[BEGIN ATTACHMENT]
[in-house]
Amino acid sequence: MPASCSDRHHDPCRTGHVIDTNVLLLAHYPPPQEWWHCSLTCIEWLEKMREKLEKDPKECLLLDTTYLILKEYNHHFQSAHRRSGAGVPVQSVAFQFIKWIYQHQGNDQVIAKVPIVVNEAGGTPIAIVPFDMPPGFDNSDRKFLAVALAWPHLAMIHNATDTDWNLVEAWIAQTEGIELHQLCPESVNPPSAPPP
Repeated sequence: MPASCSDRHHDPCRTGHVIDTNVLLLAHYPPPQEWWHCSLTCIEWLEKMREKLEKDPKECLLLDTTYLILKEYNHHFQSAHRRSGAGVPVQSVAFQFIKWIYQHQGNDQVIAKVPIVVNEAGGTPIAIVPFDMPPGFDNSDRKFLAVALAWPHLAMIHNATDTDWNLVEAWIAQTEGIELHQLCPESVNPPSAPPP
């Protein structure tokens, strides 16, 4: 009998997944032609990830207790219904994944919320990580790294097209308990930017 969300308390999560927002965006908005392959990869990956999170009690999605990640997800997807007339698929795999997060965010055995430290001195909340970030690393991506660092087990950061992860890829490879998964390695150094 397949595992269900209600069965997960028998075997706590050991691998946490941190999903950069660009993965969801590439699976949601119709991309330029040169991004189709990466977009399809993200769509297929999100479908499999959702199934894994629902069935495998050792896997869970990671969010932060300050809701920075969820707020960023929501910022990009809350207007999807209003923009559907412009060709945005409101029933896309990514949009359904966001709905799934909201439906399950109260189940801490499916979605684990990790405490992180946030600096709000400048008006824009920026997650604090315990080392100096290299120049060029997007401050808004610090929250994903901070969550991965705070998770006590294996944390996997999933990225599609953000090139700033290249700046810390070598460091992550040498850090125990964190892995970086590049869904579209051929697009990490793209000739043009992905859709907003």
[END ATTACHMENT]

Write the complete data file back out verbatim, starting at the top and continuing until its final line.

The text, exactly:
[in-house]
Amino acid sequence: MPASCSDRHHDPCRTGHVIDTNVLLLAHYPPPQEWWHCSLTCIEWLEKMREKLEKDPKECLLLDTTYLILKEYNHHFQSAHRRSGAGVPVQSVAFQFIKWIYQHQGNDQVIAKVPIVVNEAGGTPIAIVPFDMPPGFDNSDRKFLAVALAWPHLAMIHNATDTDWNLVEAWIAQTEGIELHQLCPESVNPPSAPPP
Repeated sequence: MPASCSDRHHDPCRTGHVIDTNVLLLAHYPPPQEWWHCSLTCIEWLEKMREKLEKDPKECLLLDTTYLILKEYNHHFQSAHRRSGAGVPVQSVAFQFIKWIYQHQGNDQVIAKVPIVVNEAGGTPIAIVPFDMPPGFDNSDRKFLAVALAWPHLAMIHNATDTDWNLVEAWIAQTEGIELHQLCPESVNPPSAPPP
């Protein structure tokens, strides 16, 4: 009998997944032609990830207790219904994944919320990580790294097209308990930017 969300308390999560927002965006908005392959990869990956999170009690999605990640997800997807007339698929795999997060965010055995430290001195909340970030690393991506660092087990950061992860890829490879998964390695150094 397949595992269900209600069965997960028998075997706590050991691998946490941190999903950069660009993965969801590439699976949601119709991309330029040169991004189709990466977009399809993200769509297929999100479908499999959702199934894994629902069935495998050792896997869970990671969010932060300050809701920075969820707020960023929501910022990009809350207007999807209003923009559907412009060709945005409101029933896309990514949009359904966001709905799934909201439906399950109260189940801490499916979605684990990790405490992180946030600096709000400048008006824009920026997650604090315990080392100096290299120049060029997007401050808004610090929250994903901070969550991965705070998770006590294996944390996997999933990225599609953000090139700033290249700046810390070598460091992550040498850090125990964190892995970086590049869904579209051929697009990490793209000739043009992905859709907003």